“Murder by omission”
In 1957 Houston plastic surgeon John Robert Hill married Joan Robinson, the daughter of wealthy Texas oilman Ash Robinson. They led separate lives — he was busy with his practice and she was a keen equestrian. However, leading separate lives did not mean that Mrs Hill wanted her husband to share the beds of other ladies. On 3 December 1968 Hill filed for divorce but backed down when his wife contested the petition. However, according to a neighbour, in March 1969 Mrs Hill decided to instigate divorce proceedings.
Two days later, she fell ill and Hill broke a cardinal rule of medical practice by treating his wife himself. After some time at home he had her admitted to a hospital, in which he had a financial interest, where she died on 19 March of heart failure, aged 38. Her funeral was arranged without cause of death being properly established. Ash Robinson was unhappy and publicly accused Hill of allowing his daughter to die. In June 1969 Hill married divorcée and long-time lover Ann Kurth. Mr Robinson hired private detectives to follow him and badgered the district attorney to launch a murder case. Hill’s response was to issue suit for libel and slander. Two grand juries were assembled and failed to indict Hill but in April 1970 a third did, charging him with “murder by omission”.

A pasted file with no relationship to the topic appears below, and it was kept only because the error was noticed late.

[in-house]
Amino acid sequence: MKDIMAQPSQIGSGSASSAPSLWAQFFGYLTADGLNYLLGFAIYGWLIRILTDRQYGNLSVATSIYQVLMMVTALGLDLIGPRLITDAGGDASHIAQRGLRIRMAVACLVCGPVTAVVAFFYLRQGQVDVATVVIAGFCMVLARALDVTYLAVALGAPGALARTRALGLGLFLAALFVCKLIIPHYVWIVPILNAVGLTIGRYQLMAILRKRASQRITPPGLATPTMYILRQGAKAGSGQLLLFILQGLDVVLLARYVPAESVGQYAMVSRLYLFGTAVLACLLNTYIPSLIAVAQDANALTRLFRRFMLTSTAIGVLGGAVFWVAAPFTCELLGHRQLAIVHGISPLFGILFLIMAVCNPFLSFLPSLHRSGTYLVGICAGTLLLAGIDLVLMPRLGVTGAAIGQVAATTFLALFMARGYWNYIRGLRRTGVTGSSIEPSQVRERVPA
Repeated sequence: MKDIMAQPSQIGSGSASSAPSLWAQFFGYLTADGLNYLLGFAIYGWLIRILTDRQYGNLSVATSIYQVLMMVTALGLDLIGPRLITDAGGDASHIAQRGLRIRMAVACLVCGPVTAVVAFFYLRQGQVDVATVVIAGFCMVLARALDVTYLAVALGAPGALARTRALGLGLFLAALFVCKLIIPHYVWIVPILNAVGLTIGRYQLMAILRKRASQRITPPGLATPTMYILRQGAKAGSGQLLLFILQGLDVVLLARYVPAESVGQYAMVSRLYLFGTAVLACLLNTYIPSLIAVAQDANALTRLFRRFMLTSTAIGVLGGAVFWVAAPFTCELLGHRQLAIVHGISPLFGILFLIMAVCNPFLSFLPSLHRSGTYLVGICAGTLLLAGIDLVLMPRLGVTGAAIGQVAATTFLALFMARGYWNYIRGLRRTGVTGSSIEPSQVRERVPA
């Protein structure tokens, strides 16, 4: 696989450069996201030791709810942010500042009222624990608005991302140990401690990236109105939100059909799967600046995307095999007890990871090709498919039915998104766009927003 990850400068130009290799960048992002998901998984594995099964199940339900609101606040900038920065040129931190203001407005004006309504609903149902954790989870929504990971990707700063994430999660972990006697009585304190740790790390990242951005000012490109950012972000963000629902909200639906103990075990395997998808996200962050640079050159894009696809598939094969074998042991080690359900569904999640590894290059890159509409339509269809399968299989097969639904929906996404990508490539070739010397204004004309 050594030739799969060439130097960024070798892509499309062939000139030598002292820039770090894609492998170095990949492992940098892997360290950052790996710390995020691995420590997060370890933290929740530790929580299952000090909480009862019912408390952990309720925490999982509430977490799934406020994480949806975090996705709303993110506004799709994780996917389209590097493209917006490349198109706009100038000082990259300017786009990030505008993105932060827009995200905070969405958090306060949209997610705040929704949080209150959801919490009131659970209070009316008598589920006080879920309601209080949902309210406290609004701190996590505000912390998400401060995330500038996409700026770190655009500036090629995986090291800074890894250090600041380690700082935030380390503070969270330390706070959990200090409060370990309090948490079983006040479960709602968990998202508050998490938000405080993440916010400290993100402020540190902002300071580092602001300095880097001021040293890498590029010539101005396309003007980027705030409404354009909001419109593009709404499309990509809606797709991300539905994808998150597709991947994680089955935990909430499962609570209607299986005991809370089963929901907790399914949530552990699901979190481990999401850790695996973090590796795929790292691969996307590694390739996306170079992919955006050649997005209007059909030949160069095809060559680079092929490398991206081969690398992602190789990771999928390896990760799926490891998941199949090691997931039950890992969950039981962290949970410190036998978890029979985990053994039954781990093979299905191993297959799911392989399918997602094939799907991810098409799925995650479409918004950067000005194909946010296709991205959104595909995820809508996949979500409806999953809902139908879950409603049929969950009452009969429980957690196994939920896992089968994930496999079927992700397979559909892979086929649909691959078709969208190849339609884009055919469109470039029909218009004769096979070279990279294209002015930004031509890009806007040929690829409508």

Nine months after they married, Hill dumped the second Mrs Hill and she took revenge by claiming that he had admitted killing Joan Hill. The trial opened on 15 February 1971 at Houston before Judge Frederick Hooey. It collapsed on 26 February when Ann Kurth claimed that Hill had tried to inject her with a syringe and a mistrial was declared.
Sharpstown General Hospital, 6700 Bellaire Boulevard, Houston, Texas, USA
Wednesday 19 March 1969
As the state decided whether to pursue Hill, fate took a hand. A retrial was set for November 1972. Hill was not to see the court. He had married for a third time but on 24 September 1972 a masked gunman shot Hill dead in his home in the exclusive Houston suburb of River Oaks. The gunman was later identified as Bobby Vandiver who was paid $5,000 for the killing. Vandiver alleged that Ash Robinson had hired him but before the truth could be ascertained, Vandiver was shot dead by a policeman while trying to escape. Mr Robinson denied any knowledge of Vandiver’s accusations and when Hill’s surviving wife, Connie, and son, Robert, launched a civil suit against him in 1977 for Hill’s death it was thrown out of court. Mr Robinson died in 1985.